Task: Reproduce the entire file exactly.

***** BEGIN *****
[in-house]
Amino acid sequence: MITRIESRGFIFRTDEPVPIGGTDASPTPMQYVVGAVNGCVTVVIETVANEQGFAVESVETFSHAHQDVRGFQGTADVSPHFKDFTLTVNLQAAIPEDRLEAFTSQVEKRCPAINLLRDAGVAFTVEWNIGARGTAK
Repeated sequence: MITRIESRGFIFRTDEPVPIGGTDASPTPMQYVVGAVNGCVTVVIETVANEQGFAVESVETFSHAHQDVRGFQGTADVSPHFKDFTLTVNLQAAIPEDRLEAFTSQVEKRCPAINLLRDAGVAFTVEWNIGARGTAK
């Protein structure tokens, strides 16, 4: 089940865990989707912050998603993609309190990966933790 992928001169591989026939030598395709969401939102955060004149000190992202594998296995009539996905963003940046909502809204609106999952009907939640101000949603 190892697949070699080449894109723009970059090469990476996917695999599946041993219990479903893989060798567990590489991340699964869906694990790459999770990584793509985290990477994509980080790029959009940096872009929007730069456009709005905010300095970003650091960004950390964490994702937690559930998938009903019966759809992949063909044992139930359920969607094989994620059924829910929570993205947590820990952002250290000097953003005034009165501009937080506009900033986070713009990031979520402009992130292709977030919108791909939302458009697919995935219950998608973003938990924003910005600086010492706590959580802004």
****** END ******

[in-house]
Amino acid sequence: MITRIESRGFIFRTDEPVPIGGTDASPTPMQYVVGAVNGCVTVVIETVANEQGFAVESVETFSHAHQDVRGFQGTADVSPHFKDFTLTVNLQAAIPEDRLEAFTSQVEKRCPAINLLRDAGVAFTVEWNIGARGTAK
Repeated sequence: MITRIESRGFIFRTDEPVPIGGTDASPTPMQYVVGAVNGCVTVVIETVANEQGFAVESVETFSHAHQDVRGFQGTADVSPHFKDFTLTVNLQAAIPEDRLEAFTSQVEKRCPAINLLRDAGVAFTVEWNIGARGTAK
């Protein structure tokens, strides 16, 4: 089940865990989707912050998603993609309190990966933790 992928001169591989026939030598395709969401939102955060004149000190992202594998296995009539996905963003940046909502809204609106999952009907939640101000949603 190892697949070699080449894109723009970059090469990476996917695999599946041993219990479903893989060798567990590489991340699964869906694990790459999770990584793509985290990477994509980080790029959009940096872009929007730069456009709005905010300095970003650091960004950390964490994702937690559930998938009903019966759809992949063909044992139930359920969607094989994620059924829910929570993205947590820990952002250290000097953003005034009165501009937080506009900033986070713009990031979520402009992130292709977030919108791909939302458009697919995935219950998608973003938990924003910005600086010492706590959580802004």